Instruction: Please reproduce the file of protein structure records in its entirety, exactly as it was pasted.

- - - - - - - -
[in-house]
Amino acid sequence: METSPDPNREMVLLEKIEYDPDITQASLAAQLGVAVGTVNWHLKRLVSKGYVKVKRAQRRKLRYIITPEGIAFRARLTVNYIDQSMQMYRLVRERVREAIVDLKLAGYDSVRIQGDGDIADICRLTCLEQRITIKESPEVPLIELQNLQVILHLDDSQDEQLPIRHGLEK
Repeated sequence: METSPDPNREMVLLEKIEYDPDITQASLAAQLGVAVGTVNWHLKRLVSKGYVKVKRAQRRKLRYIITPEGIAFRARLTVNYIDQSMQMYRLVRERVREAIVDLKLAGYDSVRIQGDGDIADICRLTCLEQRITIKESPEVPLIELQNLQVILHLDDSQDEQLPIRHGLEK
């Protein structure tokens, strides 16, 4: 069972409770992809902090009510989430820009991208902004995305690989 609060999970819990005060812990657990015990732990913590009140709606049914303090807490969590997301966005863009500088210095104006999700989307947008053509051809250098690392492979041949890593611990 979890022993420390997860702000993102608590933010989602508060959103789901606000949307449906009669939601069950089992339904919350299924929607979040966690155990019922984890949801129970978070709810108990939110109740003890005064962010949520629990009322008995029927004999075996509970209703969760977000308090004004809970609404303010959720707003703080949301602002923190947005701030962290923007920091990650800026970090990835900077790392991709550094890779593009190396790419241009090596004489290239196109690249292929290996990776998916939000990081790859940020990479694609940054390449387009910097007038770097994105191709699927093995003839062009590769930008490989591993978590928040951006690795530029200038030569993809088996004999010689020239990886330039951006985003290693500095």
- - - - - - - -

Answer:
[in-house]
Amino acid sequence: METSPDPNREMVLLEKIEYDPDITQASLAAQLGVAVGTVNWHLKRLVSKGYVKVKRAQRRKLRYIITPEGIAFRARLTVNYIDQSMQMYRLVRERVREAIVDLKLAGYDSVRIQGDGDIADICRLTCLEQRITIKESPEVPLIELQNLQVILHLDDSQDEQLPIRHGLEK
Repeated sequence: METSPDPNREMVLLEKIEYDPDITQASLAAQLGVAVGTVNWHLKRLVSKGYVKVKRAQRRKLRYIITPEGIAFRARLTVNYIDQSMQMYRLVRERVREAIVDLKLAGYDSVRIQGDGDIADICRLTCLEQRITIKESPEVPLIELQNLQVILHLDDSQDEQLPIRHGLEK
């Protein structure tokens, strides 16, 4: 069972409770992809902090009510989430820009991208902004995305690989 609060999970819990005060812990657990015990732990913590009140709606049914303090807490969590997301966005863009500088210095104006999700989307947008053509051809250098690392492979041949890593611990 979890022993420390997860702000993102608590933010989602508060959103789901606000949307449906009669939601069950089992339904919350299924929607979040966690155990019922984890949801129970978070709810108990939110109740003890005064962010949520629990009322008995029927004999075996509970209703969760977000308090004004809970609404303010959720707003703080949301602002923190947005701030962290923007920091990650800026970090990835900077790392991709550094890779593009190396790419241009090596004489290239196109690249292929290996990776998916939000990081790859940020990479694609940054390449387009910097007038770097994105191709699927093995003839062009590769930008490989591993978590928040951006690795530029200038030569993809088996004999010689020239990886330039951006985003290693500095």